Follow up on signs of dyslexia during remote instruction

How to recognize when students may have future reading difficulties and how schools can offer interventions now

A teacher may notice that a student misidentified the sounds of words, such as “cat” and “bat” during an online activity, but fail to follow up on whether the student has other difficulties with phonological awareness as remote learning continues.

Not paying attention to small signs that a student may have future reading difficulties could result in the student falling behind, and, even worse, your district violating its child find duties.

“If a student is displaying risk factors of reading difficulties showing up down the road, we want to be able to give them interventions right off the bat,” says Barbara Steinberg, a dyslexia and education consultant at PDX Reading Specialist LLC in West Linn, Ore. “Our goal is to screen early so we don’t end up with a huge number of kids in third grade showing the signs [of dyslexia and other specific learning disabilities].”

While most screening methods were not created with virtual administration in mind, educators can remotely explore the following four components typically addressed in standardized tools to determine whether a student may benefit from receiving some intervention now despite school closures.

1. Phonological awareness

Examine the student’s ability to hear sounds in words, Steinberg says. Challenges in this area are the most common cause of student’s later difficulty with reading. For example, look at whether a young student can hear the first sound in “pig” or “cat.” In an older student, see if he can hear the beginning, middle, and ending of words and manipulate the sounds in words. You may want to play an online game, such as I Spy, and show the student pictures or illustrations and ask him to identify the word represented and the sounds in the word represented. “Pictures are how we end up teaching kids to hear these sounds in words,” she says.

To ensure the student can hear you properly when you pose questions, and can clearly share his responses, ensure you both wear headphones and directly face the screen during a videoconference. “You have to see each other’s lips and make sure the student is hearing the word correctly,” Steinberg says.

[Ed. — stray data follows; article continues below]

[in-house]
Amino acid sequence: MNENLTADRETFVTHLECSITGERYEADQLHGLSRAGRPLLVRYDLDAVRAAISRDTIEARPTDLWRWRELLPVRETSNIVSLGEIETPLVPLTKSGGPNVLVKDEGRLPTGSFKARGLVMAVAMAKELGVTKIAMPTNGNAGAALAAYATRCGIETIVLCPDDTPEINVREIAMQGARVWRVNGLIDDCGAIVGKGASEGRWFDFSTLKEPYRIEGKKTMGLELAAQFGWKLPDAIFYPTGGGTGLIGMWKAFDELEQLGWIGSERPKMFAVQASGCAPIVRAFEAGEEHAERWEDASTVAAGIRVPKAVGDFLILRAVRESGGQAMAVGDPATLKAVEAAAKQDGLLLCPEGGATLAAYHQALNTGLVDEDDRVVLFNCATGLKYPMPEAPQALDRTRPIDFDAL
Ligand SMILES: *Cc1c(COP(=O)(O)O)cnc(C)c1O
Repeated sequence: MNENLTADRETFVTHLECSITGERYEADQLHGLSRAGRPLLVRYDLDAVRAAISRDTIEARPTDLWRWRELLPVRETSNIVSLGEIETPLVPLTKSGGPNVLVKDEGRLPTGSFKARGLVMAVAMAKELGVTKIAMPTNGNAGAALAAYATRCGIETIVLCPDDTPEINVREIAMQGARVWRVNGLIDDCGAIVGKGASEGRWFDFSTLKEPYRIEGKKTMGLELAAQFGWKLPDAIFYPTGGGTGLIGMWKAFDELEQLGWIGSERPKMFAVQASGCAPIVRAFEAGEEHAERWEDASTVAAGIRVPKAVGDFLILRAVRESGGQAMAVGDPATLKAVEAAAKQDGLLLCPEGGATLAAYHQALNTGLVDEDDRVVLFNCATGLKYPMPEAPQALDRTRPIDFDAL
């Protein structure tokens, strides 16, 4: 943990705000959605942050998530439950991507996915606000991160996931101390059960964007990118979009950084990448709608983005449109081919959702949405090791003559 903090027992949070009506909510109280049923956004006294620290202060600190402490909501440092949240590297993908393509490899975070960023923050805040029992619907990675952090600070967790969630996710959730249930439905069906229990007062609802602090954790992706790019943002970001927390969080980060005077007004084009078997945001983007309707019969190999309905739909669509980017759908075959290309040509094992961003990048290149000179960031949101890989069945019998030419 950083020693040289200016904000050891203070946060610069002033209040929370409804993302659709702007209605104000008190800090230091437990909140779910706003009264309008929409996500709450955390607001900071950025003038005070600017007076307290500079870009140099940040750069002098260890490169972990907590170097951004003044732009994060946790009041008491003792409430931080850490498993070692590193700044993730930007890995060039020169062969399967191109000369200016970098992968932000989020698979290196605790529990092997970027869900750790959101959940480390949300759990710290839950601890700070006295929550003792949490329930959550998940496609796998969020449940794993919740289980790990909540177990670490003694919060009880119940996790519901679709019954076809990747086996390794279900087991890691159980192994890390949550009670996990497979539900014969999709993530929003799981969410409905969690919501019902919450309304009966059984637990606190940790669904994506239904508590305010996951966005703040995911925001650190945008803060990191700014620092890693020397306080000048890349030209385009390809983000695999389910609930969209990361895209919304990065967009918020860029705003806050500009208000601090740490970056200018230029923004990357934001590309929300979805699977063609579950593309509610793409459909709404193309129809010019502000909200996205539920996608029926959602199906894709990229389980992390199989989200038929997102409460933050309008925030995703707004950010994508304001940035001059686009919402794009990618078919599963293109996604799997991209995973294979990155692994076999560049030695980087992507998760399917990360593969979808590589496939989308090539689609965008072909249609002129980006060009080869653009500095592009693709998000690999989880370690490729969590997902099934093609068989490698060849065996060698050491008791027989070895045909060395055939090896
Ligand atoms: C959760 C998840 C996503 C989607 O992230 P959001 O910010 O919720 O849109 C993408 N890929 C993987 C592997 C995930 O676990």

2. Rapid naming

Look at whether the student has difficulty storing and retrieving the names of familiar items, symbols, or letters, if she knows them, when they are presented randomly during a timed exercise, Steinberg says.

For example, if you virtually present colors on the screen in one order, such as, black, red, yellow, green, blue, and the student identifies them, then ask the student to name the colors when they are presented in a different order on the screen, such as red, blue, yellow, green, black, and the student struggles, this may be indicative of future reading challenges. “It’s a way to predict whether a student is going to have difficulty with reading fluency,” she says. “This mirrors the process of being able to read. Reading has to be automatic.”

3. Sound-symbol knowledge

If the student knows letters and sounds, virtually present him with a sheet of nonsense words and see if he can decode them properly. You want to see if the student can decode individual sounds and blend them together to read words. “This may predict future trouble with reading multisyllabic words,” she says. “We want to see how automatic the student is.”

4. Family history

Set up a videoconference with the student’s parents to discuss the family’s history of learning challenges, Steinberg says. Find out:

– If a parent struggled with reading in school or ever said “I hate reading” to staff, Steinberg says. Or if another relative had dyslexia or struggled with reading. That may mean the student may struggle as well. “There is a lot of shame around learning challenges,” she says. “Some parents may not be willing to volunteer they struggled. There has to be trust.”
– If the student previously received speech-language services or had been previously identified with a speech-language impairment, then was exited out of special education. “We often find that students who are identified in fourth or fifth grade with an SLD had early challenges with speech and language,” Steinberg says.

Also review the student’s records to uncover if any documented interventions or services were delivered to the student in the past that may have been overlooked, Steinberg advises.

Cara Nissman covers autism, school psychology, and IEP team issues for Special Ed Connection, a DA sister publication.

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